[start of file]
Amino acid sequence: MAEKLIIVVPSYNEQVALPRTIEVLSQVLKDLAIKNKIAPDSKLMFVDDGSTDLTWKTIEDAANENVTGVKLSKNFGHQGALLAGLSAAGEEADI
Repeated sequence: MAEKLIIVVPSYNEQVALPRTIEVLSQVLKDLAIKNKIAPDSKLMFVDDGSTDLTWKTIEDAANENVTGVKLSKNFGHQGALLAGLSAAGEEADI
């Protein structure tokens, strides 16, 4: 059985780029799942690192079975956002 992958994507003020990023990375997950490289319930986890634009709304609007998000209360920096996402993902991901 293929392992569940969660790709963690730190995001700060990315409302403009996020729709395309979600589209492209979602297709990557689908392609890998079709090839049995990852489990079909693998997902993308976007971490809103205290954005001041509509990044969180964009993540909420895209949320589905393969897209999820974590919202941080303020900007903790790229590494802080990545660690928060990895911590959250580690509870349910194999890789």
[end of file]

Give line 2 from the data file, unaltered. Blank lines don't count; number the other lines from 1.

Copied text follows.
Repeated sequence: MAEKLIIVVPSYNEQVALPRTIEVLSQVLKDLAIKNKIAPDSKLMFVDDGSTDLTWKTIEDAANENVTGVKLSKNFGHQGALLAGLSAAGEEADI